Before you begin to read the ‘Wild Food Code’, please bear in mind that there are a vast number of rules to remember. Not only in identification, but also the law, safety and care of the environment you are going to be foraging in.
During my time teaching others about wild foods and bushcraft, I have heard some truly shocking stories, but by far the majority of these could have been easily avoided, and if I’m honest, common sense alone would have steered most away from the majority of these hazards.
The rules I have set out below are intended to keep you, and the environment safe, but please still use your common sense and natural instincts. I firmly believe that many of us have a sixth sense when it comes to living from the land. If you feel something is unsafe to use or eat, then take heed, and leave it out!
Below you will find some of the most basic rules which should be known by anyone foraging from the land. It’s also wise to keep to date with the countryside code which can be found here.
1) Keep it simple – if you are new to foraging, it’s always best to learn a few easily identifiable and common species first, such as Stinging Nettles (Urtica dioica). You will need a good identification guide to plants along with a wild food guide, such as this one, Food for Free. It’s still very important to identify common plants correctly. If you are still unsure, then book yourself onto a beginner’s course. I run these most years, and they are carried out in a lovely, relaxing environment.
2) The ground you’re on – it’s important to gain permission to forage from the land if it doesn’t belong to you. This is always an unfortunate one, as some of the best wild foods are usually found on private land. Most land owners will be happy for you to gather wild foods as long as you’re not encroaching on their orchards or vegetable patches! Gaining permission to hunt is much harder as it comes with its own complications and insurance issues. Failure to gain permission can result in fines and possible arrest, or a backside full of lead shot if caught poaching!
3) Can I eat it? – you may hear about ‘edibility tests’, but these are really not needed in a non-survival situation. But, it is vital to identify any wild food with absolute certainty. You need to cross-reference each identifying feature with a good identification guide. Only once this has been done and you feel comfortable should you attempt to eat any of your wild foods. If you have never tried a particular wild food, then I always advise only eating a small part at first, not because it means its toxic, but as with any new food it may not agree with you.
4) Don’t be fooled – one thing that many foragers don’t seem to be aware of is that just because one part of a plant or tree is edible, doesn’t mean each part is. For example, the leaves may be edible, but the seeds may be toxic. The berries may be a tasty treat, but the seed inside is toxic, or the roots are safe, but the foliage is not.
5) It looks clean, so it must be? – not necessarily. It’s very important to only gather wild foods from clean areas. Busy roadsides should be avoided, as should any areas around agricultural land, or public areas where councils may have sprayed the flora with nasty pesticides which can be harmful. Any bodies of water which look stagnant should be avoided, along with anything that grows around the edge. Ponds located on farmland can also be dangerous due to runoff from the worked land.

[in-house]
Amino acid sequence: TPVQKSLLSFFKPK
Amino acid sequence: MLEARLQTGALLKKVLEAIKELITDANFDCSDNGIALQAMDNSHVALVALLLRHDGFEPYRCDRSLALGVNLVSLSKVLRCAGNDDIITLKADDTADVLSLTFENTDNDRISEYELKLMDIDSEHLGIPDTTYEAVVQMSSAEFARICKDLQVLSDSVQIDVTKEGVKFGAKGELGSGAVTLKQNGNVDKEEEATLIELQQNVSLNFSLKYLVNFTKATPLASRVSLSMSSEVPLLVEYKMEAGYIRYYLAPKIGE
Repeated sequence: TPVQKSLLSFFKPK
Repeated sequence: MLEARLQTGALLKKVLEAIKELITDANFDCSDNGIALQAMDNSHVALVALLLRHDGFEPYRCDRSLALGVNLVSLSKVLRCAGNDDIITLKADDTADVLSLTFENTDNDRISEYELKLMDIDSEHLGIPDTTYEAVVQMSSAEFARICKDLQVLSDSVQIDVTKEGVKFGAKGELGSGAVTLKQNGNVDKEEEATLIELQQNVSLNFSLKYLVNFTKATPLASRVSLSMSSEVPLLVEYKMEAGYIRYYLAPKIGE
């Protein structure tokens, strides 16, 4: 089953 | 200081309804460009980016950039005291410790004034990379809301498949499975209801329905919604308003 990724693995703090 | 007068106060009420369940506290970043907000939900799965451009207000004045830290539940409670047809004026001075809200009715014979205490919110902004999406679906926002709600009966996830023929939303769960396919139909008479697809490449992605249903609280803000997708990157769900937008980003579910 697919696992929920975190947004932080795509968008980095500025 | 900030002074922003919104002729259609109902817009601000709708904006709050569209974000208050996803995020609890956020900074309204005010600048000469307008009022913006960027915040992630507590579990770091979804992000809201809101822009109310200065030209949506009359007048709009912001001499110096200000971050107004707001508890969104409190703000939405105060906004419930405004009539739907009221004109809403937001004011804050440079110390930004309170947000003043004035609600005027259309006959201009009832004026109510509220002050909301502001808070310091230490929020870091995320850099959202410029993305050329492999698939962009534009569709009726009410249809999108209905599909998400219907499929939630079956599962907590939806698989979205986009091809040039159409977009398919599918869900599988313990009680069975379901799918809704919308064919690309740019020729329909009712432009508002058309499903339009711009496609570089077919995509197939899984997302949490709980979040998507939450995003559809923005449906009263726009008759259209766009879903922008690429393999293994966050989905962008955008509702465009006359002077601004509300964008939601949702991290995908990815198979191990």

6) Is that an almond I smell? – if you pick up on an almond-like aroma then this indicates hydrogen cyanide. Hydrogen cyanide is toxic to humans in large amounts. Although in small quantities, it is said to be beneficial to the body. Many foods contain small traces of hydrogen cyanide, as do some harmful species, so do your homework!
7) Moderation is the key – you will hear some people say that particular wild foods are not actually safe to eat, whilst others will argue they are. Usually there is an argument for both sides to some degree. A species which often receives mixed reviews are elderberries (Sambucus nigra). These do make some people feel a little sick if eaten raw, but I have known people eat them like grapes and live long and healthy lives. The leaves are toxic though! Most foods with a long history of use by humans are safe (with the acceptation of a few), but are best used in moderation, as with most foods.
8) Hands off – never take the seeds of annuals, and never, ever take more of any wild food than you actually need. It’s very important to take only small amounts, even of abundant species, as local extinctions are possible if the species is over utilised. A good example of this would be that of the primrose (Primula vulgaris) which is now rarely seen as a "true" wild species.
9) Fishing for a meal? – you don’t currently need a license in Britain to fish in saltwater environments, so effectively you can catch a free meal. Inland waters are also a good source for fish, but you do need a rod license to fish these waters, and many will frown upon the taking of fish. I would also suggest checking local laws and always seek permission from the owners.
10) Shellfish – if gathering shellfish for the pot, be particularly careful to gather from only the cleanest of waters. Shellfish are notorious for poisoning the unsuspecting forager. I won’t go into too much depth here about the rules of collecting shellfish, as there will be a dedicated section on the site in the near future.
11) Still in doubt? – then leave it out. As you now know, it’s critical to identify any wild food with certainty. If you are not sure about how accurate your identification is, then don’t use/eat your find. Instead, keep reading and book yourself onto a reputable course.